Director of Heavy Rain and Beyond: Two Souls sounds off.
Say what you will about David Cage (and personally, I rarely have good things to say about him), but at least the man dares to think beyond the conventional bounds of storytelling in video games, and video games as a medium of storytelling in general.
In a new interview, he discussed just that- the potential of video games as a means to tell stories.
At the moment, we use video games as a toy, but they have the potential to be meaningful,” he said, in a statement that flies in the face of how, for example, Nintendo perceives games.
“By far, video games are the most fascinating medium that mankind has ever created. They have the power to make you think in ways that films and books have not achieved,” he added.
“So my goal over the past years has been to develop a new approach to narrative,” he continued. “Instead of thinking of a 2D script, like a film, which moves through just time and space, I’ve tried to develop a 3D script that operates through time, space, and interactivity.”
“I try to provide interesting interactive experiences and at the same time learn how to make them better,” Cage added. “Even if it means being some kind of alien to the game industry. I want to experiment and try new ideas. I have criticisms of myself, things that I wish I could have done differently or better, but I rarely have regrets. I’m trying to understand this new language we have to tell interactive stories.”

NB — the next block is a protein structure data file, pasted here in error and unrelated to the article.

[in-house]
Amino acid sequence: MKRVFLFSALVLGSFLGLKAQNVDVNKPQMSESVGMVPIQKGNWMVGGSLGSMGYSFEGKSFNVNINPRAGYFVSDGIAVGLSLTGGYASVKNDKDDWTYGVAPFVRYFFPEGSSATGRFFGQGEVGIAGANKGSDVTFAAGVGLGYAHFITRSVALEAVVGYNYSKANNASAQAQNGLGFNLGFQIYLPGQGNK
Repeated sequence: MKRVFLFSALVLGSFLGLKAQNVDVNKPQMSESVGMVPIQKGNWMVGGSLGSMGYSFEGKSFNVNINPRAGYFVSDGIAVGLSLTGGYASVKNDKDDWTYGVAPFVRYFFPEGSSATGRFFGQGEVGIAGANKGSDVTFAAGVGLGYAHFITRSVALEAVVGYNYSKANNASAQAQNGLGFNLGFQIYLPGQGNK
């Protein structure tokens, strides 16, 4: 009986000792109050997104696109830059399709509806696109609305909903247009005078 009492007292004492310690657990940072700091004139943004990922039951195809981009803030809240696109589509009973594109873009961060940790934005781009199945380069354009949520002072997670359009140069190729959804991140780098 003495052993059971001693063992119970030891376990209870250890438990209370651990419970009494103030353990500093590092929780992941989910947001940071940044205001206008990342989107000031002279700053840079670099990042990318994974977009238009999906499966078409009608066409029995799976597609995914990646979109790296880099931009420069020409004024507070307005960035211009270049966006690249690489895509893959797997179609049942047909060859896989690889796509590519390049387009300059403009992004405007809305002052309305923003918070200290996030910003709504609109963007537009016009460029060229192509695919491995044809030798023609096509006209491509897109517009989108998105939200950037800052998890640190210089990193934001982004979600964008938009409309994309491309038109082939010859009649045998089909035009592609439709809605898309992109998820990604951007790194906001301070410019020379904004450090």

“See, our industry has defined interactivity as performing physical actions, like shooting or jumping, in loops. So, for many people, my games are not real video games because they don’t fit into this restrictive idea of interactivity. My characters don’t carry guns or shoot every person they meet,” Cage said. “They lead normal lives and do mundane things. They have emotions and relationships. This, to me, is what interactivity is about–creating real empathy between a player and their character. But games are a conservative industry. It’s hard to convince hardcore players to accept these new kinds of interactivity.”
“My opinion is that we have nothing in games that gets anywhere near to a good film in terms of narrative or characterization. Games focus on simple themes and target a teenage audience,” Cage said. “They could become meaningful. They could have the power to move a larger audience. But it would take new paradigms, a shift to privileging meaning over action and a lot more power given to talented people for that to happen,” he concluded.
Honestly, more power to him for having his own opinions on what games are and should be, and for working towards that ideal, but I honestly cannot say I agree with him or his definitions. But hey, the man is entitled to his opinions, if nothing else. No matter how wrong I may think they might be.